Park Department shares plans for trail improvements including a park and some lighting implementation

WRL improvementmap White Rock Lake’s top 10 priorities
In 2010, Advocate published this graphic of proposed trail improvements. The plan doesn't appear to have changed much since then.

Dallas Parks and Recreation Wednesday hosted a meeting to discuss plans for White Rock Lake, specifically regarding improvements along the trail from Mockingbird to the Bath House on the northeast side of the water, as well as the White Rock Lake Dog Park, which Joanna Raines reports on here.

The city announced plans to begin rebuilding the existing trail northeast of the lake rather than building a new trail along the shoreline (as the city did along the west side of the lake). A 2006 bond program, allocated $1.8 million for phase one of the trail and parking reconstruction, for the area from Mockingbird Point to the Bath House Cultural Center, so this is the most imminent of intentions discussed at tonight’s meeting.

And though these trail improvements are on the brink of happening, a few people are calling for the city to rethink the plan.

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Several of the meeting attendees argued that revamping the existing trail is a waste and that pedestrians and cyclists will not use it. Comments (paraphrased) included:

You will never get people off that road.

They want to run by the water.

Those runners with their iPods/ladies pushing strollers will continue to clog the road.

Between the runners and the cyclists, I only have a few inches to drive my car down that road.

The cyclists will never use the trail, but at least they are in the flow of traffic.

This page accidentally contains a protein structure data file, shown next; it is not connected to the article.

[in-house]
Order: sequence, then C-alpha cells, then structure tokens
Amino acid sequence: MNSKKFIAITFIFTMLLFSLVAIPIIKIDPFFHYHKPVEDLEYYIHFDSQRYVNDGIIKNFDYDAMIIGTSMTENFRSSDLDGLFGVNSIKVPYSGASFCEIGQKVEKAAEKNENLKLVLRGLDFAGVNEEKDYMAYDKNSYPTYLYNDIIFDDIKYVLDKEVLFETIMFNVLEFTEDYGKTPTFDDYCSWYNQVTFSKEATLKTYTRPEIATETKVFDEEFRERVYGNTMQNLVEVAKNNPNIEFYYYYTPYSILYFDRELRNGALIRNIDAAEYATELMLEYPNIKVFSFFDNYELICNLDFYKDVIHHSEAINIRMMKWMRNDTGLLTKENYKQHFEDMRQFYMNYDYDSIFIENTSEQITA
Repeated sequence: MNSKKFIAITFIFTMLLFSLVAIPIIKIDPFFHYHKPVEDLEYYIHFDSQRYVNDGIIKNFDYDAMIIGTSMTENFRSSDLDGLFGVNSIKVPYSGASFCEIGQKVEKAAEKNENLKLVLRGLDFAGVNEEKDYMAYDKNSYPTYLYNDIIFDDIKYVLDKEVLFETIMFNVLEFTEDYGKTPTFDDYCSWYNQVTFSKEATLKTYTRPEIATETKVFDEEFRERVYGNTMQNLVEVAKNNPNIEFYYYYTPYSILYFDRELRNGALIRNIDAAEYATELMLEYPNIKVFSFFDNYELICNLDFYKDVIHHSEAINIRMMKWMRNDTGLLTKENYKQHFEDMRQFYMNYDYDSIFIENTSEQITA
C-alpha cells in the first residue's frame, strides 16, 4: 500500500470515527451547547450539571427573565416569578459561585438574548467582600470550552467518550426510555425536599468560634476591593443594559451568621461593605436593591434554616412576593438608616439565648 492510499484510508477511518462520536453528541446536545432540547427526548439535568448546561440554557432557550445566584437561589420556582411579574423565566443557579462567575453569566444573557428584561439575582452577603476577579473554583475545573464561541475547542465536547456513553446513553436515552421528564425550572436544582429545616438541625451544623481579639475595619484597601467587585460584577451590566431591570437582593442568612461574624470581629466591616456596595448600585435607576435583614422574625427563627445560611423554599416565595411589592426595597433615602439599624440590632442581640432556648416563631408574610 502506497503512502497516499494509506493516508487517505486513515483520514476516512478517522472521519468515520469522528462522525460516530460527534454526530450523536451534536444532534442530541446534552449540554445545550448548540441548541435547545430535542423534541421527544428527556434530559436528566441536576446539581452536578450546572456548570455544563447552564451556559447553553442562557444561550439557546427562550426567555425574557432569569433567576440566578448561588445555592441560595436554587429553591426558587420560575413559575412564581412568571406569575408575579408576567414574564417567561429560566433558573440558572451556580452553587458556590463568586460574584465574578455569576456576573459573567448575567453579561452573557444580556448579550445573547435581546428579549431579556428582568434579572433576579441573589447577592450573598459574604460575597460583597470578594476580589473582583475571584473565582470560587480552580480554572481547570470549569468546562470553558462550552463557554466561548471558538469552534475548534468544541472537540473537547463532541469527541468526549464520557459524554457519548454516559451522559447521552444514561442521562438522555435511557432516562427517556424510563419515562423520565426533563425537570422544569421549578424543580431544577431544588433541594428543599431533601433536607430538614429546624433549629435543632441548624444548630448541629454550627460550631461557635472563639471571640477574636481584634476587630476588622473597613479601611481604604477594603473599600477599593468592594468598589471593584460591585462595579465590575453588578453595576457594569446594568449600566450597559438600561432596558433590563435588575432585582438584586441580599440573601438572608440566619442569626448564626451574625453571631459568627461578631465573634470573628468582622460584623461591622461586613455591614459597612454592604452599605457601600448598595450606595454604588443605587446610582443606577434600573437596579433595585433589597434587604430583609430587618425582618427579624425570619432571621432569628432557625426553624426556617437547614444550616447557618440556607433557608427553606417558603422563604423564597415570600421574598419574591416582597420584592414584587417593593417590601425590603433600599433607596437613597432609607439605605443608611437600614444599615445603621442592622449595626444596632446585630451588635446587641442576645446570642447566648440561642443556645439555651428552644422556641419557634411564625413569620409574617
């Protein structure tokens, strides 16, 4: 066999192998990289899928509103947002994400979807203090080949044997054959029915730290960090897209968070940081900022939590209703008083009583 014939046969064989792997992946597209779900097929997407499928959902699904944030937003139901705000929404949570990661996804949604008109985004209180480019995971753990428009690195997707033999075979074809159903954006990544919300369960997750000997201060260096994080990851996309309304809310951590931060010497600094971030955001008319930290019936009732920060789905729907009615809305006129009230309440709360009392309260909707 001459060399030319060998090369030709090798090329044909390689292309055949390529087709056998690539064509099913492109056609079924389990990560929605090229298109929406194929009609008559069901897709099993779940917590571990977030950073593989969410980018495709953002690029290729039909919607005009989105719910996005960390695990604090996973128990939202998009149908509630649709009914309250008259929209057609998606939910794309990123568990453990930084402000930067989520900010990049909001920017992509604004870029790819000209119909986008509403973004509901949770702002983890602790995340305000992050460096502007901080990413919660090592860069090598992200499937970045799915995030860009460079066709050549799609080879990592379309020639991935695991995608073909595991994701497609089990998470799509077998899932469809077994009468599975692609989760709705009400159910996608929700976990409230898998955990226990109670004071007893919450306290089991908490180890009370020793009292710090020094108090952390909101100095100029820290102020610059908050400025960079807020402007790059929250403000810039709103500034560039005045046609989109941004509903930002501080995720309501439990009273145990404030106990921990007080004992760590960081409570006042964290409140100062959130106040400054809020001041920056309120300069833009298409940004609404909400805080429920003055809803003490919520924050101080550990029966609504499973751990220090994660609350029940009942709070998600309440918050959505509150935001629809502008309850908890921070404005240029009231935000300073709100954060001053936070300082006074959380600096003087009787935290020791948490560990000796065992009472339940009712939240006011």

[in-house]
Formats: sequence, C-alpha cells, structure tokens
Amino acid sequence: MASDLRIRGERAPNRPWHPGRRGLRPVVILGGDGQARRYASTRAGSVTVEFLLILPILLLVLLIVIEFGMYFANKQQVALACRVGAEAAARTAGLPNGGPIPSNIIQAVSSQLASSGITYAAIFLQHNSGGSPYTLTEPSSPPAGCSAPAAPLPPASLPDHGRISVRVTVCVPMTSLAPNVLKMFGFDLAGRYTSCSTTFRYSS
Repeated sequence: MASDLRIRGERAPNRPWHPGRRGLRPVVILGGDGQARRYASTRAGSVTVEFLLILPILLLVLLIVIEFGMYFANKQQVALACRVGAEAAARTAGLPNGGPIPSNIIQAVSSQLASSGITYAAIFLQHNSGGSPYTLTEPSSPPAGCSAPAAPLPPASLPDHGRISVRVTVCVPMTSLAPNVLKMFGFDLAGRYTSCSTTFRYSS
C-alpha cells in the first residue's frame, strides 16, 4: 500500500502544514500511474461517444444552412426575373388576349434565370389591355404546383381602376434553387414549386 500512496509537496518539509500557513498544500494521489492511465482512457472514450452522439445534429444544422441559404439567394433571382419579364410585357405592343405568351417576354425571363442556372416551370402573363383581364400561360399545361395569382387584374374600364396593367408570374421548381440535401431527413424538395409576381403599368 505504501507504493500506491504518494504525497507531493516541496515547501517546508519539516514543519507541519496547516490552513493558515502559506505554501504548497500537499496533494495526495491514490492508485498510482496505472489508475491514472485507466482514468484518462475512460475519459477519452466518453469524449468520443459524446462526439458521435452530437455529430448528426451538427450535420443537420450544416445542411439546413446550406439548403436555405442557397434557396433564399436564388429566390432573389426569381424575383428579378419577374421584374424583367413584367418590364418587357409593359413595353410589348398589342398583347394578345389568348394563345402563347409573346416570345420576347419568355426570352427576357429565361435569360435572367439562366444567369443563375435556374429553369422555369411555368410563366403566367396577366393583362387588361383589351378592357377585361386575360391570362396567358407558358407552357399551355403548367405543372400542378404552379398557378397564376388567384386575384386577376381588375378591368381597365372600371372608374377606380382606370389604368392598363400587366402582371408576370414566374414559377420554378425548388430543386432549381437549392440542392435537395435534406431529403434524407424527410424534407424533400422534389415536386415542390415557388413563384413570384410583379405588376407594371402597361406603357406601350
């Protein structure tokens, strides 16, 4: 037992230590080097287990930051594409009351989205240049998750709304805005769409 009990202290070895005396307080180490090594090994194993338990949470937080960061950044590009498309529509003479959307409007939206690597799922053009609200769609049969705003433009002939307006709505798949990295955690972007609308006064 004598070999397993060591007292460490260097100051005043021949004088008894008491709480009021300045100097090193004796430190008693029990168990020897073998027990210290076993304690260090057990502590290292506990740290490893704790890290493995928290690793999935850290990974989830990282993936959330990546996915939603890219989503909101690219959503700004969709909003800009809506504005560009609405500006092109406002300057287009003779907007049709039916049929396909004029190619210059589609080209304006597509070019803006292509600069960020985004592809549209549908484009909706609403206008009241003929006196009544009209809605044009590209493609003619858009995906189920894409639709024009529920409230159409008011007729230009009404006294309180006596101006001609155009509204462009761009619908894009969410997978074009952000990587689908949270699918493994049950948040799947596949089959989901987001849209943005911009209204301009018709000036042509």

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Women running will not use that trail because it is scary up there.

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This is a bad design.

We should look at the plan again and consider building a new trail by the shoreline.

But Gerry Worrall and the Parks people reminded everyone that this plan has been approved already.

For the record, I run the lake and I would be delighted to get away from the crowd and run along a tree-lined trail. In fact, I’m one of the few who uses the old dilapidated existing trail even now and I hope they get this thing paved and widened sans delay. I know — I am probably going to be accosted by the Goatman of White Rock Lake up there.

A park is planned behind Big Thicket.

Also presented at the meeting was a proposal for the construction of a new playground on the large swath of green field behind Big Thicket. A representative from Jacobs Engineering presented a preliminary design for a plan that would involve tearing down the old slide and swings and installing new equipment.

A couple of people, respectively, argued that:

Playground equipment these days just doesn’t make sense. Can we do a kid/parent focus group so that we might build a playground that makes sense and doesn’t have uneven monkey bars just because they look cool? The city needs to stop putting form before function when it comes to playgrounds.

 Kids and large families who gather for weekend picnics want green space more than they want playground equipment.

A group rallied after the meeting to save the old playground slide! (Nah. Just kidding. That didn’t happen. Yet.)

LED or metal halide?

Then, the reps from Jacobs Engineering and the park department discussed plans to light parts of White Rock Lake. The lighting master plan was approved a couple years ago and now it’s essentially a matter of deciding between LED and metal halide lights, and coming up with the funding for the completion of the lighting plan.

Refresher: The lighting plan goal is to provide very minimal lighting and it calls for extra lighting in certain areas, such as the Bath House during events only and for the trail to be lit only in designated spots — near curves, intersections, parking lots, piers and areas with highest potential for high traffic and collisions. In 2009, we were told the parks board and police will continue to assess the situation at the lake and, with continued input from the White Rock Task Force and neighborhood groups, make updates and amendments to the plan as needed.

In the upcoming months, The White Rock Lake Task Force, comprising some 30 members representing various neighborhood organizations and chaired by Worrall, will look at various lighting-fixture options.

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